Harad, the King of Medicinal Trees

Harad, the King of Medicinal Trees
Of all medicinal trees, perhaps the most useful one is Terminala Chebula known locally as Harad or Haritaki in the Himalayas. It truly is a gift from the gods and mother earth for mankind and this blogger is sorry he did not learn of it much earlier.

It is a deciduous tree growing to 30-metre tall, with a trunk up to 1 meter in diameter.  The flowers are dull white with spikes. The fruit is hard and each fruit has a single seed.  The seed of the fruit has an elliptical shape, enveloped by a fleshy and firm pulp. It is regarded as a universal panacea in  Ayurvedic Medicine and Traditional Tibetan medicine. It is reputed to improve eyesight in the aging and is believed to inhibit the growth of malignant tumors, is rejuvenating and helps to control weight. It also helps cure many common disorders of stomach as well as the entire digestive tract. It helps the mind, memory and nervous system. In fact, so broad and numerous are its benefits that it may be regarded as an ideal general tonic for all humans over the age of fifty. It is consumed by dissolving a tea spoon of its powder in warm water for daily consumption. This is one magical remedy that any herbal enthusiast cannot afford to miss. Perhaps it is not recommended for younger and very lean persons including pregnant women by some but especially recommended for those who suffer from constipation or are overweight.. The fruit definitely needs more scientific studies and research. The peeling old bark of this tree has medicinal value and it is likely that the leaves are medicinal too although there does not appear to be much research or information on that. because in the experience of this author when a tree is good for food and medicine, most of it is useful except the roots in some cases such as the drumstick tree, that appears to be a punishment for humans who uproot trees rather than grow and care for them.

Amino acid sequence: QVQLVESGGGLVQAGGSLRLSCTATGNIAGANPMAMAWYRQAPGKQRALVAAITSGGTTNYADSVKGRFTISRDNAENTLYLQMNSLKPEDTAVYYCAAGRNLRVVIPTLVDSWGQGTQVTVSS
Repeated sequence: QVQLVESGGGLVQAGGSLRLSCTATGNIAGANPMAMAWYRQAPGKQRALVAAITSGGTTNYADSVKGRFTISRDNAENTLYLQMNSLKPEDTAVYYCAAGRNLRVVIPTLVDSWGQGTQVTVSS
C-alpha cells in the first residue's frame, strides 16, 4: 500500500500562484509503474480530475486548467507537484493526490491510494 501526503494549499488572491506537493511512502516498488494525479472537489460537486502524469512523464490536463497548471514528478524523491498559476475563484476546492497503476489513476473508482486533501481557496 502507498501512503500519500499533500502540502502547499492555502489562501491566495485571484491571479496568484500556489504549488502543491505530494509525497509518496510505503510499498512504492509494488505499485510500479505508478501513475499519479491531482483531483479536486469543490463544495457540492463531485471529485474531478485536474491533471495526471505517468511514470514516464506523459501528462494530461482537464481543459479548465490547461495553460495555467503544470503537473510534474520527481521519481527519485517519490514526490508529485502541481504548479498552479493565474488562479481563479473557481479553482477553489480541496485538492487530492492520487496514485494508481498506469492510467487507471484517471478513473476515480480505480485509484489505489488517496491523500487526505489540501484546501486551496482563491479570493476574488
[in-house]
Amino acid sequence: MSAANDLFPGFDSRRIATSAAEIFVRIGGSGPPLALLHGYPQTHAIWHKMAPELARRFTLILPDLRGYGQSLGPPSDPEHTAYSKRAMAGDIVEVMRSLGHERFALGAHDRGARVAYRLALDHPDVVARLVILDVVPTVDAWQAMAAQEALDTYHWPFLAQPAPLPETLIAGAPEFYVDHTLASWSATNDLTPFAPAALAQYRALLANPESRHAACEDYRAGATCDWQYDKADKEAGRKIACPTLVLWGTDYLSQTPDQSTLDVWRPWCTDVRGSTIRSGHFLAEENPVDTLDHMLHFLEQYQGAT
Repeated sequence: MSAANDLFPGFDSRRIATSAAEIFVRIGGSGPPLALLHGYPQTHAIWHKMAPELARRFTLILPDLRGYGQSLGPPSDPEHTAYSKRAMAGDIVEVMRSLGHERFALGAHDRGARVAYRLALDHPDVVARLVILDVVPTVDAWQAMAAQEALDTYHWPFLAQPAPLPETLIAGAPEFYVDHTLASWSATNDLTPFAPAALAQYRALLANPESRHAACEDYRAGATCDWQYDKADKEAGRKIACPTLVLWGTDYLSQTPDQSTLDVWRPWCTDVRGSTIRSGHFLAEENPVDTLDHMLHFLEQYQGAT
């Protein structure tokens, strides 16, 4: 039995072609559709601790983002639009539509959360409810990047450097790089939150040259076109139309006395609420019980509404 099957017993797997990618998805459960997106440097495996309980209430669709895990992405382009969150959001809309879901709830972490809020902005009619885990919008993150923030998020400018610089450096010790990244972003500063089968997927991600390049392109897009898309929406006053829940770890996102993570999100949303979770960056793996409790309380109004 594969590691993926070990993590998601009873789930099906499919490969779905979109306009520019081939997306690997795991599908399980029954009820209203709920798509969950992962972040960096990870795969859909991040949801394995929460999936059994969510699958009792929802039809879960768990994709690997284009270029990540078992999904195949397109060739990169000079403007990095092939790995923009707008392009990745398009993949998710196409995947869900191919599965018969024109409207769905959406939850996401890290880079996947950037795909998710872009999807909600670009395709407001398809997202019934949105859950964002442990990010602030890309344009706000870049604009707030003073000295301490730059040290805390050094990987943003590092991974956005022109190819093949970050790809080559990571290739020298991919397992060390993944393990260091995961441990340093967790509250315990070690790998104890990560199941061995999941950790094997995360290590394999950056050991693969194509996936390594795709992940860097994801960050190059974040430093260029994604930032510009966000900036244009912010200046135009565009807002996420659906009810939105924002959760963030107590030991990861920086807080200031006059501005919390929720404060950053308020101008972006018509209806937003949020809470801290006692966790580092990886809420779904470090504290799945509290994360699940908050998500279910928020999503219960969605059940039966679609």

The reason why herbal medicines are not popular with many modern humans is because these act slowly and the effects of many may takes not just days but weeks to build up in the same way as it does with food. It is not a quick fix like chemical medicines that act fast but also produce most adverse side affects. In the view of this author their use must be reserved for emergencies and conditions that cannot afford to wait. In other cases when a human is seeking general health improvement and an escape from troublesome chronic conditions the world of herbal medicines is the right one to explore. The only limitation is that they have not had the benefit of modern research so that one does not know the best precise dosage as with modern medicines and a modern human may have to play it by the ears here. Nevertheless, one can proceed with less hesitation provided it has been a herb that has the benefit of long human usage, not just of hundreds of years but thousands. This fruit is also a component of a widely used tonic powder called Triphala in India that is a mix of two other fruits, one of them the vitamin C rich Amla.

The beneficial properties of this fruit arise from a number of its organic components held in a delicate balance to compliment each others property. Researchers have isolated a number of glycosides, phenol compounds and organic acids from Haritaki.


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